04/18/2007 04:42 pm ET Updated May 25, 2011


"But the little secret here may be that the vagueness of the phrase was deliberately (or instinctively) recognized by its sponsors. Constant reference to a "war on terror" did accomplish one major objective: It stimulated the emergence of a culture of fear. Fear obscures reason, intensifies emotions and makes it easier for demagogic politicians to mobilize the public on behalf of policies they want to pursue."

So wrote Zbigniew Brzezinski in the Washington Post March 25, 2007. Sound familiar? Try substituting "competitiveness in the global economy" for "war on terror" and no meaning is lost. The only difference is that demagogues have tried to scare us about our public schools for over 50 years now. It started before Sputnik, but that little orb kicked the criticism into high gear, even if the criticism was stupid, and it was. The Russians beat America into space largely because no one paid sufficient attention to Goddard until it was too late; because the military saw rockets as weapons, not as tools of space exploration and because the three branches of the military squabbled like a dysfunctional family and even on occasion sabotaged each other (with words, not bombs). The Nazi scientists we had absconded with after WWII got behind the Nazi scientists the Russians had absconded with after WWII because of the internecine warfare. Eisenhower's proposal for NASA, a civilian organization to coordinate space efforts, arrived six months after Sputnik's launch.

Although NCLB is increasingly (and falsely) justified as a civil rights issue, the arguments for it in the beginning--and still to a certain extent--were that we needed it to compete with the Chinese and Indians just as 20 years earlier we needed the recommendations in A Nation At Risk in keeping the Japanese wolf from the door (incidentally, an AP story last week pointed out that India has run out of qualified high-tech workers. I thought that was supposed to be our problem). It sustains a culture of fear about public schools.

The Bush Bunch has been taking a lot of flak lately on NCLB so Dubya gathered a group to hear the complaints. Susan Zelman, Ohio's Superintendent for Public Instruction might qualify as the only educator in the room and might have been invited as compensation for the Supreme Court's having beat up on her in the Cleveland voucher case. Here's a list of who's advising Bush on NCLB these days, as indicated by that meeting:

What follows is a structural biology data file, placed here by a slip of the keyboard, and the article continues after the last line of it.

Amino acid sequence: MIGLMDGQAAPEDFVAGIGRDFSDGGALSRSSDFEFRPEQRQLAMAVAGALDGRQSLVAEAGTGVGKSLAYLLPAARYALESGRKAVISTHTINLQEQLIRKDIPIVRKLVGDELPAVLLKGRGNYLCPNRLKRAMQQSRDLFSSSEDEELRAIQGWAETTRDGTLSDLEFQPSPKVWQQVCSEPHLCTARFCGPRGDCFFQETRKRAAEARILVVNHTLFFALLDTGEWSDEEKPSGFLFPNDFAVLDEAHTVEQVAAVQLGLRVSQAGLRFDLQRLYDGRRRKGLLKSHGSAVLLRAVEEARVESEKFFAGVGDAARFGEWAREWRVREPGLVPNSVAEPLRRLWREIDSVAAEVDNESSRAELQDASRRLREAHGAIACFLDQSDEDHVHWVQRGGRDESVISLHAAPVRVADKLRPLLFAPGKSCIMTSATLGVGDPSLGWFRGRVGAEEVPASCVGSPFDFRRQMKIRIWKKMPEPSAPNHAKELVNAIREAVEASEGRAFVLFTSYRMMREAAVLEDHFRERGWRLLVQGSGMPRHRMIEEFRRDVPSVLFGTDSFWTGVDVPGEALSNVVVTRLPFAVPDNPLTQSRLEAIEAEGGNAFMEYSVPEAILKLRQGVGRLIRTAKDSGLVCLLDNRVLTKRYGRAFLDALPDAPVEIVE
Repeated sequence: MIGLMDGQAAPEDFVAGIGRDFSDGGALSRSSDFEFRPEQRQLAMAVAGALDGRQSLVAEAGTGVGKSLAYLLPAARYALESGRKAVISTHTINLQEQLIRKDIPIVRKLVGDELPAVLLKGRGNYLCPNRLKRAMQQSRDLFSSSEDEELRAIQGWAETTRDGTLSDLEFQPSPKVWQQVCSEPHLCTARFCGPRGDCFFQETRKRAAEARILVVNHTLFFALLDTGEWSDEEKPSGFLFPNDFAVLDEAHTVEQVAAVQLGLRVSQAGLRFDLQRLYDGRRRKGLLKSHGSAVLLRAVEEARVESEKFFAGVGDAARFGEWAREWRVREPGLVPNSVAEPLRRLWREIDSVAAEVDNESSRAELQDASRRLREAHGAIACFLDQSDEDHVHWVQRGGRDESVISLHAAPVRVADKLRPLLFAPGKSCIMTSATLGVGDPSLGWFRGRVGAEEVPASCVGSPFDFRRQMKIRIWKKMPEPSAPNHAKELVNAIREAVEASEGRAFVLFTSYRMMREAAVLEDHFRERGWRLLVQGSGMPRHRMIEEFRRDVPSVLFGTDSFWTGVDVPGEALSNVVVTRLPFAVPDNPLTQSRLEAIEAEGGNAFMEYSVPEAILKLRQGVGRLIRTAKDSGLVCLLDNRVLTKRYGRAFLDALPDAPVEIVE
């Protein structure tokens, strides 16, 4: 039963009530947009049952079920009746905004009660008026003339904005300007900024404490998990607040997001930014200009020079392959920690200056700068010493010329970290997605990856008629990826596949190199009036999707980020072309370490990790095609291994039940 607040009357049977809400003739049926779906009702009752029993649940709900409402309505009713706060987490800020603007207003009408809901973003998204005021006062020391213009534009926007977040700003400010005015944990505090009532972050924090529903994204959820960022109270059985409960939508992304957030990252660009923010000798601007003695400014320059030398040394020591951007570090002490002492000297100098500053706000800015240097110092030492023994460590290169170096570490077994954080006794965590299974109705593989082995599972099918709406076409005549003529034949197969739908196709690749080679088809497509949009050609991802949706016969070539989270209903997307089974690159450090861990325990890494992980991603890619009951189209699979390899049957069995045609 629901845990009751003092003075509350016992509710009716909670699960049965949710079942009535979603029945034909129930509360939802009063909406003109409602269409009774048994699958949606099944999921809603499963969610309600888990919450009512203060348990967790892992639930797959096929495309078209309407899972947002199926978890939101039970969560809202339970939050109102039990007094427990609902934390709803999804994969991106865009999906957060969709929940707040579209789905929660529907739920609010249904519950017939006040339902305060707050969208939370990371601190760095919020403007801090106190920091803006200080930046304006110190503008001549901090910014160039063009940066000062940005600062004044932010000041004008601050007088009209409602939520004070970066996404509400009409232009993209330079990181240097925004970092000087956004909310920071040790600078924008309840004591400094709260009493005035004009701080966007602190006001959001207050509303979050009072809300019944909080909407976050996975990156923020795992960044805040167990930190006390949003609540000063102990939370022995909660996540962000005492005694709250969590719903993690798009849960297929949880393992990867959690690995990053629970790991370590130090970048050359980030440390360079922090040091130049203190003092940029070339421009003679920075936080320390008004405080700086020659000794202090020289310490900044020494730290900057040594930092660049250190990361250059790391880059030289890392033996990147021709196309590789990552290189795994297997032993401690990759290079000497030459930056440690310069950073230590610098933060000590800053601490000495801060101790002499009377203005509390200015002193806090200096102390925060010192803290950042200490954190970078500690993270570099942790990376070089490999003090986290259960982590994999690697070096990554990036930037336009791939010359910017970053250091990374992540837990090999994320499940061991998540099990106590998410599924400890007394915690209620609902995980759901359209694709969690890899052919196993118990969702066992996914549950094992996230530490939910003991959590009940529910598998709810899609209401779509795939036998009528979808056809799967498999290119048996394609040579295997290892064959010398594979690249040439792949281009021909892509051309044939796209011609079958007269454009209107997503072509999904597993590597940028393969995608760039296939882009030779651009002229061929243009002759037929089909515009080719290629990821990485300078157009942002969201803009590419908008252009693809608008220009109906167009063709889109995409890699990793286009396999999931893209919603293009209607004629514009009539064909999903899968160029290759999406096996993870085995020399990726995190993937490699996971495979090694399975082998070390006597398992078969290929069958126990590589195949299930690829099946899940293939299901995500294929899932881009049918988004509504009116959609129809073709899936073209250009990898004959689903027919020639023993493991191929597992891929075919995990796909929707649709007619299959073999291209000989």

Margaret Spellings, Secretary of Education

Lauren Maddox, Assistant Secretary (journalist by trade; PR flack, in other words)

Jeanne Allen, CEO of Center for Education Reform (uber-zealot for vouchers and charters)

Craig Barrett, Chairman of the Board, Intel (and chronic whiner about the schools)

John Castellani, President, Business Roundtable (the BRT has been the most chronic whiner of them all)

Tom Donohue, President and CEO, U. S. Chamber of Commerce (whose recent joint effort with the Center for American Progress was trashed here earlier)

Tom Luce III, CEO, National Math and Science Initiative (former Assistant Secretary)

Shelia Evans-Tranumn, Associate Commissioner of Education, New York

Janet Murguia, President and CEO of La Raza (Murguia and Tranumn are the token minorities in the room).

Ed Rust Jr., President and CEO State Farm Mutual (and why? Because his daddy was and his granddaddy before him; also previous, maybe current head of the Business Roundtable's education task force).

Art Ryan, Chairman and CEO, Prudential Financial

Paul Vallas, CEO, School District of Philadelphia

An article by one of two reporters permitted in the room (open government?) said there was "unified agreement" on reauthorization and that the group mentioned "international competitiveness and social justice" as rationales.

Washington Post editor Ruth Marcus recently (April 4) wrote "Fox-in-the-Henhouse Government:" "The tornado of disastrous headlines--Pentagon can't take proper care of its' wounded, a Justice Department that can't be trusted to follow the law or tell the truth to Congress, a top White House aide who lied to a grand jury--has been so overpowering that the day-to-day outrages of life in the Bush administration tend to get overlooked." She then lists many outrages that were barely noticed.

Add to this Paul Krugman's revelation that televangelist Pat Robertson brags he has 150 graduates from his Regents University in the Bush administration, then blend in the usual suspects listed above and remember that Margaret Spellings' very first act as Secretary of Education was to ban an episode of "Postcards from Buster" because it incidentally showed Lesbian families. If you're an administrator, teacher, parent or kid, you can find reason to be scared, very scared.